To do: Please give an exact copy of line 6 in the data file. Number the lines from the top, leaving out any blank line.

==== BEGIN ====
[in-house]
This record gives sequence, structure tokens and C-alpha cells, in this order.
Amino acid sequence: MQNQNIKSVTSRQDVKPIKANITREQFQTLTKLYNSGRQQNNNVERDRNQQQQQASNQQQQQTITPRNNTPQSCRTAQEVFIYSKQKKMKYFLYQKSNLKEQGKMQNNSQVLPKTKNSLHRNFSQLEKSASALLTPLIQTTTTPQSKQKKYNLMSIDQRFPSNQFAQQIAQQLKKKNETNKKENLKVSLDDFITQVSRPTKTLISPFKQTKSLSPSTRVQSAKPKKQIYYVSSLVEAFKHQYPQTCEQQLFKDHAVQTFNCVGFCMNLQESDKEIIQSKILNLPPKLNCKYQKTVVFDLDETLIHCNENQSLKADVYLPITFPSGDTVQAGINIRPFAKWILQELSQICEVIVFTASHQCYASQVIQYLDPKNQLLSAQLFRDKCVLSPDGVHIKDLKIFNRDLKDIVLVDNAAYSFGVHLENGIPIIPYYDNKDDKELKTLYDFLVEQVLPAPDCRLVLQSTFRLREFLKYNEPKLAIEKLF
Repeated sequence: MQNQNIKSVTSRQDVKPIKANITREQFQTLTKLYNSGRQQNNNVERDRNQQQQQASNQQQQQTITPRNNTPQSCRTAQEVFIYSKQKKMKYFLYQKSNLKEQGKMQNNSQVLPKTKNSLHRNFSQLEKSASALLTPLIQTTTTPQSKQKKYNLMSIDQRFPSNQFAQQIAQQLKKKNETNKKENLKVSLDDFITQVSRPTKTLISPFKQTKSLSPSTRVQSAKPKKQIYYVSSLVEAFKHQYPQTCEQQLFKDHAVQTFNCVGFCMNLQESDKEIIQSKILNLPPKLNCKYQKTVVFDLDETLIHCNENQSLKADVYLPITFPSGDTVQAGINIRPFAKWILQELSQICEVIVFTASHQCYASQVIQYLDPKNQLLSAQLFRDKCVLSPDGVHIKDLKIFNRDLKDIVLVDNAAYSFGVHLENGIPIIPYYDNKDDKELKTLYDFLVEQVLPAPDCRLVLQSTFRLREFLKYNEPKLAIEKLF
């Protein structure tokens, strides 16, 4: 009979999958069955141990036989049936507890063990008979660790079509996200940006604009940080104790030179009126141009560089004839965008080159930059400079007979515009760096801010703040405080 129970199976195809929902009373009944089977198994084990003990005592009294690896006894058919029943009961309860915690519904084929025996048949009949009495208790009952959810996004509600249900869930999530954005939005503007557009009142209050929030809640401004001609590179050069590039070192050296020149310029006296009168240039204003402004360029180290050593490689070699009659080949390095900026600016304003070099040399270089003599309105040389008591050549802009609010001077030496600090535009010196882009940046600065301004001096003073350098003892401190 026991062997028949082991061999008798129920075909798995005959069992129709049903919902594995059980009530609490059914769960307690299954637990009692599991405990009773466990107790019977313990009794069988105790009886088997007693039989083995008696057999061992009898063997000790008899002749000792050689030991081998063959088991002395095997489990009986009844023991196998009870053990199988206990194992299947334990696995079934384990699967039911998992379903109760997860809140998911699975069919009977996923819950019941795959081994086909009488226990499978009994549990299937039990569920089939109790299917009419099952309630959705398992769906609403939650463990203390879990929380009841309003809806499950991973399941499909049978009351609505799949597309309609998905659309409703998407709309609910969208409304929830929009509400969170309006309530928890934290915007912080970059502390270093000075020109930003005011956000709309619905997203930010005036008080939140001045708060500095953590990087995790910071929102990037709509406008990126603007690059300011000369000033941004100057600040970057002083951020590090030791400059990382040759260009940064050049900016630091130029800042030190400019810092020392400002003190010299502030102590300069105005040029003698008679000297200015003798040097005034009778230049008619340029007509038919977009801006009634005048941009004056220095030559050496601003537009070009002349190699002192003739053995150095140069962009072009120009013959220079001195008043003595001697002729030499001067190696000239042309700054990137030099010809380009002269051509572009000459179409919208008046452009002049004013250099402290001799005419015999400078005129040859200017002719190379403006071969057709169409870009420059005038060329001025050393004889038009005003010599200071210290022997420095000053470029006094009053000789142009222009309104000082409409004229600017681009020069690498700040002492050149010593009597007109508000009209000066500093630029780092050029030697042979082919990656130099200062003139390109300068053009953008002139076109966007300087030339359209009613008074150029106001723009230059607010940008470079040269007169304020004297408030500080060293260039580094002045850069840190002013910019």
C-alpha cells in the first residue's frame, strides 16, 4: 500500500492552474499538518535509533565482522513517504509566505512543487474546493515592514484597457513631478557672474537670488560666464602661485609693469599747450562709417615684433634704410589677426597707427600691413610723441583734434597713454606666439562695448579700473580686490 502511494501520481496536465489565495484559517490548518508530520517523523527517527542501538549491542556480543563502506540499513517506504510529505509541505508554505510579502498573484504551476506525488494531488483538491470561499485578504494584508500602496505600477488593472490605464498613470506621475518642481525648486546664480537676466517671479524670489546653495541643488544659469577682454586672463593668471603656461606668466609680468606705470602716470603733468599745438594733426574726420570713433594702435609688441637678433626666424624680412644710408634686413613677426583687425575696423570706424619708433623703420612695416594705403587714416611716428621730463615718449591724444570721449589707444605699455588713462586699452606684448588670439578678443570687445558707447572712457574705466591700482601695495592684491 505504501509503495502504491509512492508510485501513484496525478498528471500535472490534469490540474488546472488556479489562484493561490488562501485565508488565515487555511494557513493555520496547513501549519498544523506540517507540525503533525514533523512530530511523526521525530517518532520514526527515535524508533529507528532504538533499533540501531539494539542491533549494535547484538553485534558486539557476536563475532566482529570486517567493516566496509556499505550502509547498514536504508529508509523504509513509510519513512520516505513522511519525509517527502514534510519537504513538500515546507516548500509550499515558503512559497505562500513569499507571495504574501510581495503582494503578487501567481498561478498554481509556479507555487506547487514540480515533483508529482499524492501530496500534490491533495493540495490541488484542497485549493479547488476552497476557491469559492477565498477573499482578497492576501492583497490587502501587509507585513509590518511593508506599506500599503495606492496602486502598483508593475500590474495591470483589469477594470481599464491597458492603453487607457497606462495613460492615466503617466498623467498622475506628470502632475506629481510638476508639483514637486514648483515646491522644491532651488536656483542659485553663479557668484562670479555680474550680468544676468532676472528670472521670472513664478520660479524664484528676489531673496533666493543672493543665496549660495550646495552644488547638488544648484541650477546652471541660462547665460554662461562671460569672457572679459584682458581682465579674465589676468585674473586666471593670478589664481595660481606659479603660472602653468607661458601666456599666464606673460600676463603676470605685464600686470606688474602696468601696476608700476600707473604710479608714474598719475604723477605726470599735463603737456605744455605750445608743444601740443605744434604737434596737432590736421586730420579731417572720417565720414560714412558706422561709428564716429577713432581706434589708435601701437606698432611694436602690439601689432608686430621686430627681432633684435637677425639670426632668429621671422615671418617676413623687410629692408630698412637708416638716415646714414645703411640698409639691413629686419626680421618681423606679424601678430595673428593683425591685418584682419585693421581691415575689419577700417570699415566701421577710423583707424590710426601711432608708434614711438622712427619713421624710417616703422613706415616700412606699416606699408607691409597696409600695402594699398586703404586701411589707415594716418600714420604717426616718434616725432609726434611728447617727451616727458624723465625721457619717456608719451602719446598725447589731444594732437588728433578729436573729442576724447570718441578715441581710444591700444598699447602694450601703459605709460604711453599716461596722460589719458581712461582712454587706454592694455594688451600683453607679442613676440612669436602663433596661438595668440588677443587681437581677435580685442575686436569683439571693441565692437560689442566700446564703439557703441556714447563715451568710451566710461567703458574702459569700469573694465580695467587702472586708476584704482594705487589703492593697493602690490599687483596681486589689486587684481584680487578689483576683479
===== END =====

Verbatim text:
C-alpha cells in the first residue's frame, strides 16, 4: 500500500492552474499538518535509533565482522513517504509566505512543487474546493515592514484597457513631478557672474537670488560666464602661485609693469599747450562709417615684433634704410589677426597707427600691413610723441583734434597713454606666439562695448579700473580686490 502511494501520481496536465489565495484559517490548518508530520517523523527517527542501538549491542556480543563502506540499513517506504510529505509541505508554505510579502498573484504551476506525488494531488483538491470561499485578504494584508500602496505600477488593472490605464498613470506621475518642481525648486546664480537676466517671479524670489546653495541643488544659469577682454586672463593668471603656461606668466609680468606705470602716470603733468599745438594733426574726420570713433594702435609688441637678433626666424624680412644710408634686413613677426583687425575696423570706424619708433623703420612695416594705403587714416611716428621730463615718449591724444570721449589707444605699455588713462586699452606684448588670439578678443570687445558707447572712457574705466591700482601695495592684491 505504501509503495502504491509512492508510485501513484496525478498528471500535472490534469490540474488546472488556479489562484493561490488562501485565508488565515487555511494557513493555520496547513501549519498544523506540517507540525503533525514533523512530530511523526521525530517518532520514526527515535524508533529507528532504538533499533540501531539494539542491533549494535547484538553485534558486539557476536563475532566482529570486517567493516566496509556499505550502509547498514536504508529508509523504509513509510519513512520516505513522511519525509517527502514534510519537504513538500515546507516548500509550499515558503512559497505562500513569499507571495504574501510581495503582494503578487501567481498561478498554481509556479507555487506547487514540480515533483508529482499524492501530496500534490491533495493540495490541488484542497485549493479547488476552497476557491469559492477565498477573499482578497492576501492583497490587502501587509507585513509590518511593508506599506500599503495606492496602486502598483508593475500590474495591470483589469477594470481599464491597458492603453487607457497606462495613460492615466503617466498623467498622475506628470502632475506629481510638476508639483514637486514648483515646491522644491532651488536656483542659485553663479557668484562670479555680474550680468544676468532676472528670472521670472513664478520660479524664484528676489531673496533666493543672493543665496549660495550646495552644488547638488544648484541650477546652471541660462547665460554662461562671460569672457572679459584682458581682465579674465589676468585674473586666471593670478589664481595660481606659479603660472602653468607661458601666456599666464606673460600676463603676470605685464600686470606688474602696468601696476608700476600707473604710479608714474598719475604723477605726470599735463603737456605744455605750445608743444601740443605744434604737434596737432590736421586730420579731417572720417565720414560714412558706422561709428564716429577713432581706434589708435601701437606698432611694436602690439601689432608686430621686430627681432633684435637677425639670426632668429621671422615671418617676413623687410629692408630698412637708416638716415646714414645703411640698409639691413629686419626680421618681423606679424601678430595673428593683425591685418584682419585693421581691415575689419577700417570699415566701421577710423583707424590710426601711432608708434614711438622712427619713421624710417616703422613706415616700412606699416606699408607691409597696409600695402594699398586703404586701411589707415594716418600714420604717426616718434616725432609726434611728447617727451616727458624723465625721457619717456608719451602719446598725447589731444594732437588728433578729436573729442576724447570718441578715441581710444591700444598699447602694450601703459605709460604711453599716461596722460589719458581712461582712454587706454592694455594688451600683453607679442613676440612669436602663433596661438595668440588677443587681437581677435580685442575686436569683439571693441565692437560689442566700446564703439557703441556714447563715451568710451566710461567703458574702459569700469573694465580695467587702472586708476584704482594705487589703492593697493602690490599687483596681486589689486587684481584680487578689483576683479